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News Updates

  • Wynton Marsalis Presents His Spin on World of Jazz

    Posted on April 8th, 1996 in Review

    “Jazz,” Wynton Marsalis says in the opening scenes of Bravo’s “South Bank Show,” “prizes individuality. It teaches you how to project your personality, and how to discover the positive and negative things about yourself.”   Keep reading »

  • Swing-Era Orchestrations Handled With Assurance

    Posted on March 25th, 1996 in Review

    So much is changing so rapidly in the institutional jazz world that Jazz at Lincoln Center’s “Golden Pen,” Saturday’s concert of swing-era arrangements, sounded like a fairly normal programming ploy. Five years ago, the idea to display a series of often-brilliant arrangements might have seemed radical; it is now rare but accepted practice, and the pleasure gained is less from novelty and more from the sensuousness of the music itself.   Keep reading »

  • Changing the Beat

    Posted on March 25th, 1996 in Profiles & Interviews

    New York’s Lincoln Center. For 34 years, home to the world of classical music. Now there’s a new sound in the house. (music) It’s a new sound for Lincoln Center but not a new sound–like Duke Ellington’s New Orleans Suite.   Keep reading »

  • Marsalis and His Band Rework Monk and Others

    Posted on February 26th, 1996 in Review

    Wynton Marsalis reconvened his septet, added the clarinetist Michael White and performed the music of Jelly Roll Morton and Thelonious Monk and his own music for a show at Alice Tully Hall on Saturday night. It was hard not to get the idea that there wasn’t much ambition in the program, which is part of the Jazz at Lincoln Center series;   Keep reading »

  • Lincoln Center Elevates Status Of Jazz

    Posted on December 19th, 1995 in Profiles & Interviews

    In 1987, when Lincoln Center’s director of visitor services, Alina Bloomgarden, started a small, three-concert jazz program to take advantage of the dark concert halls of August, she hadn’t a clue what would happen to her series.   Keep reading »

  • Wynton Marsalis, Top Tutor

    Posted on October 9th, 1995 in Review

    It’s precisely because trumpet virtuoso Wynton Marsalis is equally comfortable in classical music and jazz—he studied at both the Juilliard and Blakey schools—that he’s so adept hosting “Marsalis on Music,” a four-part music appreciation program aimed at young listeners. It airs on Channel 26 tonight at 8 and the next three Mondays.   Keep reading »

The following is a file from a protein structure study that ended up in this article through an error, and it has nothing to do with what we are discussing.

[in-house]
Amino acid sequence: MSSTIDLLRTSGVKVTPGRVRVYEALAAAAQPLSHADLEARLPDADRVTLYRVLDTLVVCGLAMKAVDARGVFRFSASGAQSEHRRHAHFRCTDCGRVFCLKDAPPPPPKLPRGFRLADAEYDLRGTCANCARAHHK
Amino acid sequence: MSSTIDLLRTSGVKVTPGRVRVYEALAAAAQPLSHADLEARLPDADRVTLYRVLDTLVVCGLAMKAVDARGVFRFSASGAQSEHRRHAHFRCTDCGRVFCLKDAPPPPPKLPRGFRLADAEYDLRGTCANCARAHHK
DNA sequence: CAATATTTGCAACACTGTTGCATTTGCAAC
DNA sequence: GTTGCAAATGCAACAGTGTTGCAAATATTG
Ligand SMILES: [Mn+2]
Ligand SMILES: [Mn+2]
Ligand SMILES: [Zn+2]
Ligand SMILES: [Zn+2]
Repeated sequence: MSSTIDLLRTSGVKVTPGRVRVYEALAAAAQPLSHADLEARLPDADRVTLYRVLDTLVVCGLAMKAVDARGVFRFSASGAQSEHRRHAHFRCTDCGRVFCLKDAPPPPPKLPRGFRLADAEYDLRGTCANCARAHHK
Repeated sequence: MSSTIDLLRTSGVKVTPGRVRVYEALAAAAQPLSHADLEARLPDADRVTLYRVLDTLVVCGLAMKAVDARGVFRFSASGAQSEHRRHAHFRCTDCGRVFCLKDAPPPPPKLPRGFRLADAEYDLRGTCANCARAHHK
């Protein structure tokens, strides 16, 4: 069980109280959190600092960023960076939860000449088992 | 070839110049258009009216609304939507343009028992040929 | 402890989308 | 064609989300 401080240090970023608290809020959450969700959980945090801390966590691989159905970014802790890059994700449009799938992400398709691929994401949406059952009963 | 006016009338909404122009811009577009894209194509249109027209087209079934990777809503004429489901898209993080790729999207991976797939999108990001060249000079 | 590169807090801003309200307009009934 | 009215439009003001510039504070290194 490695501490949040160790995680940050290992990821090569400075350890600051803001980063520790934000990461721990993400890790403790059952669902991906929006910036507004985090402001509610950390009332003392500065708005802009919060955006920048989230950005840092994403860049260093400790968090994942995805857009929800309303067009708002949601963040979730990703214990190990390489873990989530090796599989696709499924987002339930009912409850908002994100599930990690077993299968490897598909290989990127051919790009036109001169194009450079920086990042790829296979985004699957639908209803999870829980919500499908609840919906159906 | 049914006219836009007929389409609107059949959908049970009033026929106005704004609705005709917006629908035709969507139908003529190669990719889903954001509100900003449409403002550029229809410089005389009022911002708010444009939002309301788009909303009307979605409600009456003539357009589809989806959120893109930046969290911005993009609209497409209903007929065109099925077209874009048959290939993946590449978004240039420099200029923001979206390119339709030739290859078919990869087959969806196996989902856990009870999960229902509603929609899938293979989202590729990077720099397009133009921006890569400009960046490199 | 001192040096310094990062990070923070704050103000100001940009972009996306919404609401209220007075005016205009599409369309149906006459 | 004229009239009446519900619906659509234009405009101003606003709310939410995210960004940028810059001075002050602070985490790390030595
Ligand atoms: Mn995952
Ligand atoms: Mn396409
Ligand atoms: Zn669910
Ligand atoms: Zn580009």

• Joys of a Primer On Tempo and Tone

    Posted on October 9th, 1995 in Review

    Today’s tax-slashing politicians, all too eager to cut school and other budgets, tend to think of the arts as frills, if not downright tools of subversion. Students in public schools, especially in urban areas, are getting less and less grounding in the arts, and often none at all.   Keep reading »

  • The Pied Piper of Jazz

    Posted on October 8th, 1995 in Profiles & Interviews

    The Pied Piper of Jazz : You can call Wynton Marsalis an accomplished musician, a great teacher or a respected bandleader, but his friends just call him Hoghead.   Keep reading »

  • Kathleen Battle, Jazz Headliner

    Posted on September 14th, 1995 in Review

    What was Kathleen Battle doing as the headliner in the first concert of the season for Jazz at Lincoln Center? She was singing spirituals and lullabies, mostly. In what qualified as a pops concert for the jazz series, she was drawing a crowd to Avery Fisher Hall on Tuesday night (and performing at Lincoln Center after a public falling-out with the Metropolitan Opera).   Keep reading »

  • New Tricks Introduced For a Cause

    Posted on September 12th, 1995 in Review

    Benefit concerts can bring out unusual behavior in performers. Freed from the responsibility of being a sole headliner, they can try new things or team up for one-time-only collaborations, even if fans still yell for the hits. At the Paramount on Sunday night, Pete Townshend played piano in public for the first time; Paul Simon sang harmony with him on “The Kids Are All Right.” Wynton Marsalis, famed for his jazz purism, lent trumpet solos to “You Can Call Me Al”; in the same song, Annie Lennox delivered a verse in a thick Scottish accent, while Mr. Townshend suddenly turned into a hoofer. The concert raised $850,000 for the Children’s Health Fund, which provides medical care for poor children.   Keep reading »